Fafnir Picture

This is my rendition of norse mythology's Fafnir. I decided to give him 4 legs and glowing spots on his neck just to give a different touch on his looks.

about 4 to 5 hours of work
photoshop CS4 & bamboo fun wacom tablet.


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In Norse mythology, Fáfnir (Old Norse and Icelandic) or Frænir was a son of the dwarf king Hreidmar and brother of Regin and Ótr. In the Volsunga saga, Fáfnir was a dwarf gifted with a powerful arm and fearless soul. He guarded his father's house of glittering gold and flashing gems. He was the strongest and most aggressive of the three brothers.

Regin recounts to Sigurd how Odin, Loki and Hœnir were traveling when they came across Ótr, who had the likeness of an otter during the day. Loki killed the otter with a stone and the three Æsir skinned their catch. The gods came to Hreidmar’s dwelling that evening and were pleased to show off the otter's skin. Hreidmar and his remaining two sons then seized the gods and held them captive while Loki was made to gather the ransom, which was to stuff the otter’s skin with gold and cover its outside with red gold. Loki fulfilled the task by gathering the cursed gold of Andvari's as well as the ring, Andvarinaut, both of which were told to Loki as items that would bring about the death of whoever possessed them. Fáfnir then killed Hreidmar to get all the gold for himself. He became very ill-natured, so he went out into the wilderness to keep his fortune, eventually turning into a serpent or dragon (symbol of greed) to guard his treasure. Fáfnir also breathed poison into the land around him so no one would go near him and his treasure, wreaking terror in the hearts of the people.

Regin plotted revenge so that he could get the treasure and sent his foster-son, Sigurd Fåvnesbane, to kill the dragon. Regin instructed Sigurd to dig a pit in which he could lie in wait under the trail Fáfnir used to get to a stream and there plunge his sword, Gram, into Fafnir's heart as he crawls over the pit to the water. Regin then ran away in fear, leaving Sigurd to the task. While digging the ditch, Odin appeared in the form of an old man with a long beard, advising Sigurd to dig more trenches for the blood of Fáfnir to run into, presumably so that Sigurd does not drown in the blood. The earth quaked and the ground nearby shook as Fáfnir crawled to the water. Fáfnir also blew poison into his path as it made his way to the stream. Sigurd, undaunted, stabbed Fáfnir in the left shoulder as he crawled over the ditch he was lying in and succeeded in mortally wounding the dragon. As the great serpent lies there dying, he speaks to Sigurd and asks him what his name is, what his father's and mother's names are, and who sent him to kill such a terrifying dragon. Fafnir figures out that his own brother, Regin, plotted the dragon's death, and tells Sigurd that he is happy that Regin will also cause Sigurd's death. Sigurd tells Fáfnir that he will go back to the dragon's lair and take all his treasure. Fáfnir warns Sigurd that all who possess the gold will be fated to die, but Sigurd replies that all men must one day die, and it is the dream of many men to be wealthy until that dying day, so he will take the gold without fear.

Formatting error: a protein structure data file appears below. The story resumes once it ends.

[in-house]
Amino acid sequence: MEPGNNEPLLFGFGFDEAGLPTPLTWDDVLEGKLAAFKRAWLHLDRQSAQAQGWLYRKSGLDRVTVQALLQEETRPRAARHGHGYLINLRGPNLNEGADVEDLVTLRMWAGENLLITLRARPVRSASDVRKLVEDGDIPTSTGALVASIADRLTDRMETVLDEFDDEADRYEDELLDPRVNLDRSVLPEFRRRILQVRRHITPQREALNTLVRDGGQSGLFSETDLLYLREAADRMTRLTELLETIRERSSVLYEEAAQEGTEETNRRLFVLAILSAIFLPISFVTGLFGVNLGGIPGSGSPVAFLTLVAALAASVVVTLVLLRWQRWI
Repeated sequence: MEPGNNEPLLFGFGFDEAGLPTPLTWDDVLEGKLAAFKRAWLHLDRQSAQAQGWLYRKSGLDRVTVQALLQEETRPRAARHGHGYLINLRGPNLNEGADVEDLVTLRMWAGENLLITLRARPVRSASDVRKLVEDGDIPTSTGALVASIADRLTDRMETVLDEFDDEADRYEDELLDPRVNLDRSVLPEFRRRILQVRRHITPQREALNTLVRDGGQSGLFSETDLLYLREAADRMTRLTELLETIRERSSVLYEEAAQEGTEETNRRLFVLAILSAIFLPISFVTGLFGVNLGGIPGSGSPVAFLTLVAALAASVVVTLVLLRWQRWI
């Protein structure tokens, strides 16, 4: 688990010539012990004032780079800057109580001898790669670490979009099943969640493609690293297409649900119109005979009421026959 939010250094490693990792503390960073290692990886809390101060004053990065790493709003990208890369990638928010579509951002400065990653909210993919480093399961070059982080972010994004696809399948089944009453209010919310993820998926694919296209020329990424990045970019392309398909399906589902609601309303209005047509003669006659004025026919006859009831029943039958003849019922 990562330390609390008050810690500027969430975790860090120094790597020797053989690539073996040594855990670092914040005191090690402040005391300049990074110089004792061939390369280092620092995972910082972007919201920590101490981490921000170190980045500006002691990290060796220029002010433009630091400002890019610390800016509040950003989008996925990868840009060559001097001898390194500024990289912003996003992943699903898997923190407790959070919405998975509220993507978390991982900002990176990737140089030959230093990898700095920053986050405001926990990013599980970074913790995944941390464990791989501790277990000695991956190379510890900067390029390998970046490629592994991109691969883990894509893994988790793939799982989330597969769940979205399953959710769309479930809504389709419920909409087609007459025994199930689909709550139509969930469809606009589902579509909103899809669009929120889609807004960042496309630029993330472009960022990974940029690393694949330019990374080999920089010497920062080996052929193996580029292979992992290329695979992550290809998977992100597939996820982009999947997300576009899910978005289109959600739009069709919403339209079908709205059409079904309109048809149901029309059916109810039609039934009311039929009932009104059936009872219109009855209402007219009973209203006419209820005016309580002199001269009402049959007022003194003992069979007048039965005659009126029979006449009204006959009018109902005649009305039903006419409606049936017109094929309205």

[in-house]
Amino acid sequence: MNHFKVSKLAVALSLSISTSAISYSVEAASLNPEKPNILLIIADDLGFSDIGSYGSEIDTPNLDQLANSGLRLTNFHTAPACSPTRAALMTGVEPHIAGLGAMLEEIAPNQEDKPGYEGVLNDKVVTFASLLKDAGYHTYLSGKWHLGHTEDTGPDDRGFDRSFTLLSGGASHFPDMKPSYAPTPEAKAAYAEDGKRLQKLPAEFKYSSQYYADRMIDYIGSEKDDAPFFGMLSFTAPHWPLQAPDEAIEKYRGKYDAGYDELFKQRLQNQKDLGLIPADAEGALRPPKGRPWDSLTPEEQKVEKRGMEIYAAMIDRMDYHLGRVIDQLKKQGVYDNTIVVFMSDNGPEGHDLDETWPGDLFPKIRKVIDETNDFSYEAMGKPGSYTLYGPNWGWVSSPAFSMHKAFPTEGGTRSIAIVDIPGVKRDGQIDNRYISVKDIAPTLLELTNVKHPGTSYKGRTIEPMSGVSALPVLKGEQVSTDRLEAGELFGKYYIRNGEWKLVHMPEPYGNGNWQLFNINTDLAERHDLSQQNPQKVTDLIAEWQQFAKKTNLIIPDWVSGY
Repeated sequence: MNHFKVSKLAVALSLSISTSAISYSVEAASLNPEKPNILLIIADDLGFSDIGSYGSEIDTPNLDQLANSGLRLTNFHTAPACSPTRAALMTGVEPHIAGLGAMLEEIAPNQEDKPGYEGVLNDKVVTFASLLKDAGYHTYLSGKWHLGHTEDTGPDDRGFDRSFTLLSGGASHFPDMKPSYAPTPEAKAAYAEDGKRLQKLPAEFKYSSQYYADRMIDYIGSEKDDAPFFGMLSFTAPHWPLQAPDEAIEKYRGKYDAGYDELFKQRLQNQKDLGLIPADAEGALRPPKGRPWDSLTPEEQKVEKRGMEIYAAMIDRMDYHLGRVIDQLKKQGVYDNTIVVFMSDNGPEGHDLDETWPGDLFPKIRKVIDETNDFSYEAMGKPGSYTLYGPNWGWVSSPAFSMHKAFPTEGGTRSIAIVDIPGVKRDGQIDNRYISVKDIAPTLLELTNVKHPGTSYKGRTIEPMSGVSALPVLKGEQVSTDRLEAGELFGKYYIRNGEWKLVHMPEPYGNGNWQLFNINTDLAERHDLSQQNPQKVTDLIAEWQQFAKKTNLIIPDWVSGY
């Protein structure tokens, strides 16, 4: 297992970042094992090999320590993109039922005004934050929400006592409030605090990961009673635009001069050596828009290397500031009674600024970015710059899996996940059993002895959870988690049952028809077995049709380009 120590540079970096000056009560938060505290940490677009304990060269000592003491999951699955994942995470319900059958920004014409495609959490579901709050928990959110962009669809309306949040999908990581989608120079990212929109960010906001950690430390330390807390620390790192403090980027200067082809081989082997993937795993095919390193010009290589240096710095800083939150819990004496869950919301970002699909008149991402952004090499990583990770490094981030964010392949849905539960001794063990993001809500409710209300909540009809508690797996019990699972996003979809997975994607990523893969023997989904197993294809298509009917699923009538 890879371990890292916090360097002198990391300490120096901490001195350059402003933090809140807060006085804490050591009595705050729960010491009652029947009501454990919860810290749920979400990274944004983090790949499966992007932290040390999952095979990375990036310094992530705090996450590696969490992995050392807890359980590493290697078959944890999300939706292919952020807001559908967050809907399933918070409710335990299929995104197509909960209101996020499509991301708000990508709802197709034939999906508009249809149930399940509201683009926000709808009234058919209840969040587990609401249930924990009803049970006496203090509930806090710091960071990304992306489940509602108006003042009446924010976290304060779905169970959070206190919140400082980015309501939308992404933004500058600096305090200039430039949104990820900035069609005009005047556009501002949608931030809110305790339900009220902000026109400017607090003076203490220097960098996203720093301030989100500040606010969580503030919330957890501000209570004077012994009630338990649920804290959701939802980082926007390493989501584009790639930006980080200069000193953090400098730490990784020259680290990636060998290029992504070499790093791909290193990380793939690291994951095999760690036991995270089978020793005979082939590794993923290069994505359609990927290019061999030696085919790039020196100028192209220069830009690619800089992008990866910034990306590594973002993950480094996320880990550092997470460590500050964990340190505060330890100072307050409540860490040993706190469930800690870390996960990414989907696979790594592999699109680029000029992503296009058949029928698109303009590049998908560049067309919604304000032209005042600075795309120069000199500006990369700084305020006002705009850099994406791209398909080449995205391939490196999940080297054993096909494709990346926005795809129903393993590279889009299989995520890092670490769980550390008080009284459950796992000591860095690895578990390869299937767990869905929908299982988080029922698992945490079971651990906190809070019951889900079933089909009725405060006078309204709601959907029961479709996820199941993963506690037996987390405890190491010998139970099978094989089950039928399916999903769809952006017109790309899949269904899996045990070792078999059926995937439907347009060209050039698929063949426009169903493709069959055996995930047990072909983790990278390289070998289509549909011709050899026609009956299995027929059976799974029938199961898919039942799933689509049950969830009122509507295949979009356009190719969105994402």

Sigurd Fåvnesbane featured on the portal plank from Hylestad stave church
Regin then returned to Sigurd after Fáfnir was slain. Corrupted by greed, Regin planned to kill Sigurd after Sigurd had cooked Fáfnir’s heart for him to eat and take all the treasure for himself. However, Sigurd, having tasted Fáfnir's blood while cooking the heart, gained knowledge of the speech of birds and learned of Regin's impending attack from the Oðinnic (of Odin) birds' discussion and killed Regin by cutting off his head with Gram. Sigurd then ate some of Fáfnir’s heart and kept the remainder, which would later be given to Gudrun after their marriage.

Some versions are more specific about Fáfnir's treasure hoard, mentioning the swords Ridill and Hrotti, the helm of terror and a golden coat of chainmail.

As Fafner, he is featured in Richard Wagner's Der Ring des Nibelungen, although he began life as a giant rather than a dwarf, before once again turning into a dragon to better guard the gold.

In a comparison with the later literature, The Lord of the Rings by J. R. R. Tolkien, the character Gollum, as well as Smaug, could be seen to have been inspired by Fáfnir, who was also corrupted by greed and transformed into a vile creature. Furthermore, the motif of a cursed ring (namely Andvarinaut and One Ring) is also shared between the Volsunga Saga and The Lord of the Rings. The cursed rings are the objects of avarice in both texts. Also the Chronicles of Narnia character Eustace Scrubb turns into a dragon due to his greediness over a cursed treasure, although his transformation was unintentional, and instead of being a villain, Eustace was a simply flawed character who turns into a nicer person after the experience.

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